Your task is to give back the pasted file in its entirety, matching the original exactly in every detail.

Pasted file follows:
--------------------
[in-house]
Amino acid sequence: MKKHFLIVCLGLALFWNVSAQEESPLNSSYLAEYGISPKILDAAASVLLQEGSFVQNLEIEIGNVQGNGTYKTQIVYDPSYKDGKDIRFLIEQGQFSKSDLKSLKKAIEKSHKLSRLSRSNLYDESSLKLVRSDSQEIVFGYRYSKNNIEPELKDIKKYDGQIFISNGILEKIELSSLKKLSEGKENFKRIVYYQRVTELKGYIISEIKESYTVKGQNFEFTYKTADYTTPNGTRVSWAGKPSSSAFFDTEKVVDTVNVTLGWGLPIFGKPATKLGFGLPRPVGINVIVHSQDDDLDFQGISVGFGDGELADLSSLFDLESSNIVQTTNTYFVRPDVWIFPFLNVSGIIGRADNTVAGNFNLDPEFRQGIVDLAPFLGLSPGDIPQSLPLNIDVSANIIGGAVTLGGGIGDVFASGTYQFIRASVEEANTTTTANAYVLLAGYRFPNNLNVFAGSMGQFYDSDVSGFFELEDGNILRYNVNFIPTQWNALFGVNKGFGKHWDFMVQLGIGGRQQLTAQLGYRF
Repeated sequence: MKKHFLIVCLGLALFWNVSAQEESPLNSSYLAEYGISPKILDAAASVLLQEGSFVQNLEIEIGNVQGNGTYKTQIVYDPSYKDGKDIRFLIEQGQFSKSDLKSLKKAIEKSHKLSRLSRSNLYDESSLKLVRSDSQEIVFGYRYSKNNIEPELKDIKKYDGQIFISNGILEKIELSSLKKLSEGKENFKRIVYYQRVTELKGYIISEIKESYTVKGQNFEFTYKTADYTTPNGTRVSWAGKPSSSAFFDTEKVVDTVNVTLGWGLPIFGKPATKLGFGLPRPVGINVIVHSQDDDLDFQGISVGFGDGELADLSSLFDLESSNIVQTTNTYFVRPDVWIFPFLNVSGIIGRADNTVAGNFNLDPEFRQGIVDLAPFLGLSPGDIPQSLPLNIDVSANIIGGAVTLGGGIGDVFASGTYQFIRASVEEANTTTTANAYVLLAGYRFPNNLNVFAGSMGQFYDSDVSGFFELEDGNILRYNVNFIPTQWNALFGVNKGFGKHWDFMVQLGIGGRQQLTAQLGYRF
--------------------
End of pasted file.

[in-house]
Amino acid sequence: MKKHFLIVCLGLALFWNVSAQEESPLNSSYLAEYGISPKILDAAASVLLQEGSFVQNLEIEIGNVQGNGTYKTQIVYDPSYKDGKDIRFLIEQGQFSKSDLKSLKKAIEKSHKLSRLSRSNLYDESSLKLVRSDSQEIVFGYRYSKNNIEPELKDIKKYDGQIFISNGILEKIELSSLKKLSEGKENFKRIVYYQRVTELKGYIISEIKESYTVKGQNFEFTYKTADYTTPNGTRVSWAGKPSSSAFFDTEKVVDTVNVTLGWGLPIFGKPATKLGFGLPRPVGINVIVHSQDDDLDFQGISVGFGDGELADLSSLFDLESSNIVQTTNTYFVRPDVWIFPFLNVSGIIGRADNTVAGNFNLDPEFRQGIVDLAPFLGLSPGDIPQSLPLNIDVSANIIGGAVTLGGGIGDVFASGTYQFIRASVEEANTTTTANAYVLLAGYRFPNNLNVFAGSMGQFYDSDVSGFFELEDGNILRYNVNFIPTQWNALFGVNKGFGKHWDFMVQLGIGGRQQLTAQLGYRF
Repeated sequence: MKKHFLIVCLGLALFWNVSAQEESPLNSSYLAEYGISPKILDAAASVLLQEGSFVQNLEIEIGNVQGNGTYKTQIVYDPSYKDGKDIRFLIEQGQFSKSDLKSLKKAIEKSHKLSRLSRSNLYDESSLKLVRSDSQEIVFGYRYSKNNIEPELKDIKKYDGQIFISNGILEKIELSSLKKLSEGKENFKRIVYYQRVTELKGYIISEIKESYTVKGQNFEFTYKTADYTTPNGTRVSWAGKPSSSAFFDTEKVVDTVNVTLGWGLPIFGKPATKLGFGLPRPVGINVIVHSQDDDLDFQGISVGFGDGELADLSSLFDLESSNIVQTTNTYFVRPDVWIFPFLNVSGIIGRADNTVAGNFNLDPEFRQGIVDLAPFLGLSPGDIPQSLPLNIDVSANIIGGAVTLGGGIGDVFASGTYQFIRASVEEANTTTTANAYVLLAGYRFPNNLNVFAGSMGQFYDSDVSGFFELEDGNILRYNVNFIPTQWNALFGVNKGFGKHWDFMVQLGIGGRQQLTAQLGYRF